A big success and small setback for DNA testing 

On Aug. 31, the state’s post-conviction DNA testing law worked exactly as it’s supposed to. Clarence Harrison, who’d spent 17 years in prison for a rape he didn’t commit, walked out of the DeKalb County Courthouse a free man.

Harrison can thank Georgia's year-old DNA law, which allows inmates convicted of violent felonies to be granted DNA testing in certain circumstances. Under the new law, the Georgia Innocence Project pushed for DNA tests comparing the semen stored in the rape kit collected after the 1986 crime to Harrison's own DNA. The tests proved Harrison could not have been the attacker.

Now, one of the authors of the legislation, Sen. David Adelman, D-Decatur, wants to guarantee that others in Harrison's situation will be able to test their crime scene DNA.

Adelman is attempting to pass legislation requiring statewide standards for preserving DNA evidence in criminal cases. After all, if DNA samples collected in other crime scenes aren't as well maintained as in Harrison's case, the statute will be rendered useless.

"We just saw the law work perfectly," Adelman says. "I want to keep going with this. There are 159 counties with 159 systems for keeping and preserving criminal evidence."

Yet Adelman's resolution to create a committee to study the preservation of DNA evidence -- a resolution that unanimously passed the Senate in March -- met a hurdle last week when Senate President Pro Tem Eric Johnson, R-Savannah, ceased all appointments to study committees. Johnson says a tight state budget and difficulty finding people to serve on committees led to his decision. The six-person committee Adelman proposed, which was already manned by Aimee Maxwell, director of the Georgia Innocence Project, and DeKalb Sheriff Tom Brown, now will be disbanded.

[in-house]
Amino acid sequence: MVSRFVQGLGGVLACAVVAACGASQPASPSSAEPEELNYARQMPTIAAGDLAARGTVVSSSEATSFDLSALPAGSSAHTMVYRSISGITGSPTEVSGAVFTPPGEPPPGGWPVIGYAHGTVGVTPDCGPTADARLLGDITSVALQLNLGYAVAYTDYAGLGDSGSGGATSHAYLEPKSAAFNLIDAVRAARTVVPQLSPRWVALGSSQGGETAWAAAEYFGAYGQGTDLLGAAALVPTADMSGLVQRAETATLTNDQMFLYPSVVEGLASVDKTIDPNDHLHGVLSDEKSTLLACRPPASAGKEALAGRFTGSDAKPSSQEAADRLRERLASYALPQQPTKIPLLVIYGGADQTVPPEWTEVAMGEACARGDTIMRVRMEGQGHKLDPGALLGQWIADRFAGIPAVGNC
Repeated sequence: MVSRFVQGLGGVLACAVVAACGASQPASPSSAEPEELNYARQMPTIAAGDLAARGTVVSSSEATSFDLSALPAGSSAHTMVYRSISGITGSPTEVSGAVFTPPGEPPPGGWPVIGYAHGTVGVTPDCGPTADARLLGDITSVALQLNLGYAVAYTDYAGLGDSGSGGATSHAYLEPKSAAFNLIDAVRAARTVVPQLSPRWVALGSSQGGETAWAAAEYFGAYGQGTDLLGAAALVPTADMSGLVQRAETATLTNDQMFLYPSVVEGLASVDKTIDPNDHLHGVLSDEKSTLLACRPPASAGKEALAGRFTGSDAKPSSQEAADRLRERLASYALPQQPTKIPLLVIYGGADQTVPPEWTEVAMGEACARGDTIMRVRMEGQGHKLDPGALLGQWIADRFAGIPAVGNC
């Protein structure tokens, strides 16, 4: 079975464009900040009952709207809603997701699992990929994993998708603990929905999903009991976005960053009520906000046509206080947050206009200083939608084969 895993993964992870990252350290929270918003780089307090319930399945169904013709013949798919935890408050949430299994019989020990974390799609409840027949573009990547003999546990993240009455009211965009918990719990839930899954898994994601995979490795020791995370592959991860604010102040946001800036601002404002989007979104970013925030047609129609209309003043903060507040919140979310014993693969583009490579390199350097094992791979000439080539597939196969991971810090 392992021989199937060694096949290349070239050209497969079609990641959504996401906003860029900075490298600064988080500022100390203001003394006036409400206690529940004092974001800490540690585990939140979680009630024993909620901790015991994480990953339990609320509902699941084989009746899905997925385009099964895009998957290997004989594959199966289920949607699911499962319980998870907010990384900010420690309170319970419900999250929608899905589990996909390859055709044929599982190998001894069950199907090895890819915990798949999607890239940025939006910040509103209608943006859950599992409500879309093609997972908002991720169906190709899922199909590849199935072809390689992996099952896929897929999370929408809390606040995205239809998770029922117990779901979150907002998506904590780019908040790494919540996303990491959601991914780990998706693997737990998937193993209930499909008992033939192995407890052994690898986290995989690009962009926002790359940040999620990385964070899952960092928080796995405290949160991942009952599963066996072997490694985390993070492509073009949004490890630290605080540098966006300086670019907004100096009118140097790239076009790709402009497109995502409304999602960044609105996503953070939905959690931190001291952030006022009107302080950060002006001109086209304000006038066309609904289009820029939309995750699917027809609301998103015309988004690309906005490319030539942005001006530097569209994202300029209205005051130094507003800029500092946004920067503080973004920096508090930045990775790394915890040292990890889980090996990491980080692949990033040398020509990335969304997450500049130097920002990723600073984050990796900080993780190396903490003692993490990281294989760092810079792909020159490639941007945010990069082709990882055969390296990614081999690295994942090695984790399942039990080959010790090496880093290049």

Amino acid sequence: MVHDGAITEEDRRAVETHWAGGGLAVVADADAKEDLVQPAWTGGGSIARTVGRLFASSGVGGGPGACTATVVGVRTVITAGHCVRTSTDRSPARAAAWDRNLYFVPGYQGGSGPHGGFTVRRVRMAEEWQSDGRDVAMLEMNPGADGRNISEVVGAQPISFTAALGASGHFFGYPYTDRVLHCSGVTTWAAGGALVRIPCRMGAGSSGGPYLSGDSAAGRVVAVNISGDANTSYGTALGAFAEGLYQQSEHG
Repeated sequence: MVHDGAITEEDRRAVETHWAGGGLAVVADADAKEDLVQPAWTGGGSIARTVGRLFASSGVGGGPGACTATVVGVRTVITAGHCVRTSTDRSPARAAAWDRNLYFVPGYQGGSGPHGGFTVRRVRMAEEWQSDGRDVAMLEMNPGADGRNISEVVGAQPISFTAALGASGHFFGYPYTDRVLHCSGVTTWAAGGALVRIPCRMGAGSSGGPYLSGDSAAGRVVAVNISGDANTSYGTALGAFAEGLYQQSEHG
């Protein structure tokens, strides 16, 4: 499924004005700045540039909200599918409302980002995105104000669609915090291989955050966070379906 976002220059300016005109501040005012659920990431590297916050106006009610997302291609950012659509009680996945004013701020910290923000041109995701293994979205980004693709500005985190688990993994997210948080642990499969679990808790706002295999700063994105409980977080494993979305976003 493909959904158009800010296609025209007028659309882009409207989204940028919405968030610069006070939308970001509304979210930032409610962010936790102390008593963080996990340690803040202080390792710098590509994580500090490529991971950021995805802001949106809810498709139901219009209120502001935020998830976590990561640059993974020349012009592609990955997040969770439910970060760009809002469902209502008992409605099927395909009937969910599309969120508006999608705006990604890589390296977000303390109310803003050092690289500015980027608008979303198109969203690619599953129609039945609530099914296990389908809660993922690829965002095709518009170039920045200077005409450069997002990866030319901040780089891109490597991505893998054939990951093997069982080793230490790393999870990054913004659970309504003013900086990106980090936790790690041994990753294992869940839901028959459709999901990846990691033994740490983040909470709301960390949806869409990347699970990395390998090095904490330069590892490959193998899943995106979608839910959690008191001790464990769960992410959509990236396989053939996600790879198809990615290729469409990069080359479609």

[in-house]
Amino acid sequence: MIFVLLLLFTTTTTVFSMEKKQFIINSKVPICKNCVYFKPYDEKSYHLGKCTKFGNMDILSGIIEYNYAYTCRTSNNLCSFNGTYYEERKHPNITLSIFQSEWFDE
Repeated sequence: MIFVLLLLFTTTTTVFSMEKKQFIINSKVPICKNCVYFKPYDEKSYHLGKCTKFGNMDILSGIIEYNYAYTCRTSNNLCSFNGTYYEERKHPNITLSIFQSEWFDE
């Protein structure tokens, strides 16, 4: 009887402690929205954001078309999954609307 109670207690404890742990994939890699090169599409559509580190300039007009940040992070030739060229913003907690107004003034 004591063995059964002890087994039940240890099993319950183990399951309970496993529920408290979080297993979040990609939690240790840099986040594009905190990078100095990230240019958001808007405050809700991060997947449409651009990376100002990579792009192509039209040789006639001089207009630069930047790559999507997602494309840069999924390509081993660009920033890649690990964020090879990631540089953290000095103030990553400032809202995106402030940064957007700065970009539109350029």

Johnson says the Senate Judiciary Committee, "which is a better model, anyway," will take on the task of creating DNA preservation standards instead.

"I don't mind the Judiciary Committee handling it," Adelman says. "But if we weren't going to do what we said we were, we could've been spending our time on something else. It's a little frustrating."

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